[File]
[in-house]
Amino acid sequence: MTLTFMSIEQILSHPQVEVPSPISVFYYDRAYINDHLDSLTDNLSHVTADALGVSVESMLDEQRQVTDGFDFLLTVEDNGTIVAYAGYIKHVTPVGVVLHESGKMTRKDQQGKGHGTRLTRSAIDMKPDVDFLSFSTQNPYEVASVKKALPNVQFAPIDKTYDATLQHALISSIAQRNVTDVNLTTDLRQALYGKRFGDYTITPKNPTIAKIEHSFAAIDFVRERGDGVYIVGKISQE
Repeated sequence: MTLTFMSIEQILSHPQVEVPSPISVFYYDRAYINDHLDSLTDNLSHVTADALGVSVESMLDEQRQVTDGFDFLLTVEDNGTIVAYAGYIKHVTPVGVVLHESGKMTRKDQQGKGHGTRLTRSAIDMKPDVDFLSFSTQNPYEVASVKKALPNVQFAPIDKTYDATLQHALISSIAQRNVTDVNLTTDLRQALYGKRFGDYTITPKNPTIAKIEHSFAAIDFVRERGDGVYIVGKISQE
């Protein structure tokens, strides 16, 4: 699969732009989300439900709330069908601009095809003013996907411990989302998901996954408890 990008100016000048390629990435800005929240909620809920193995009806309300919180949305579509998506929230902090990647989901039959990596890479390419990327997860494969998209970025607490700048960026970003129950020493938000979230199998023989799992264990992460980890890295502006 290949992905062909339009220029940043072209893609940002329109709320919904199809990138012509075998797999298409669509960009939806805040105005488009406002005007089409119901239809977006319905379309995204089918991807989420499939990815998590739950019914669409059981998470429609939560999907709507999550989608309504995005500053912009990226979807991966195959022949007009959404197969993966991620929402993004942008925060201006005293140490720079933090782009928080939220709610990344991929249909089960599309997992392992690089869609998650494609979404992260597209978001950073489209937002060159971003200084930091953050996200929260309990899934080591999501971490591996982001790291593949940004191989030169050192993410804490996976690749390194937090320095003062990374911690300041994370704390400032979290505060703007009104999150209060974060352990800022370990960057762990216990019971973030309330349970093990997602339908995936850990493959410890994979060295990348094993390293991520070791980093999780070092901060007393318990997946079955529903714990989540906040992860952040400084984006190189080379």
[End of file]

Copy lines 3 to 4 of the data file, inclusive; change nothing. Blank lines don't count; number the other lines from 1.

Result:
Repeated sequence: MTLTFMSIEQILSHPQVEVPSPISVFYYDRAYINDHLDSLTDNLSHVTADALGVSVESMLDEQRQVTDGFDFLLTVEDNGTIVAYAGYIKHVTPVGVVLHESGKMTRKDQQGKGHGTRLTRSAIDMKPDVDFLSFSTQNPYEVASVKKALPNVQFAPIDKTYDATLQHALISSIAQRNVTDVNLTTDLRQALYGKRFGDYTITPKNPTIAKIEHSFAAIDFVRERGDGVYIVGKISQE
């Protein structure tokens, strides 16, 4: 699969732009989300439900709330069908601009095809003013996907411990989302998901996954408890 990008100016000048390629990435800005929240909620809920193995009806309300919180949305579509998506929230902090990647989901039959990596890479390419990327997860494969998209970025607490700048960026970003129950020493938000979230199998023989799992264990992460980890890295502006 290949992905062909339009220029940043072209893609940002329109709320919904199809990138012509075998797999298409669509960009939806805040105005488009406002005007089409119901239809977006319905379309995204089918991807989420499939990815998590739950019914669409059981998470429609939560999907709507999550989608309504995005500053912009990226979807991966195959022949007009959404197969993966991620929402993004942008925060201006005293140490720079933090782009928080939220709610990344991929249909089960599309997992392992690089869609998650494609979404992260597209978001950073489209937002060159971003200084930091953050996200929260309990899934080591999501971490591996982001790291593949940004191989030169050192993410804490996976690749390194937090320095003062990374911690300041994370704390400032979290505060703007009104999150209060974060352990800022370990960057762990216990019971973030309330349970093990997602339908995936850990493959410890994979060295990348094993390293991520070791980093999780070092901060007393318990997946079955529903714990989540906040992860952040400084984006190189080379």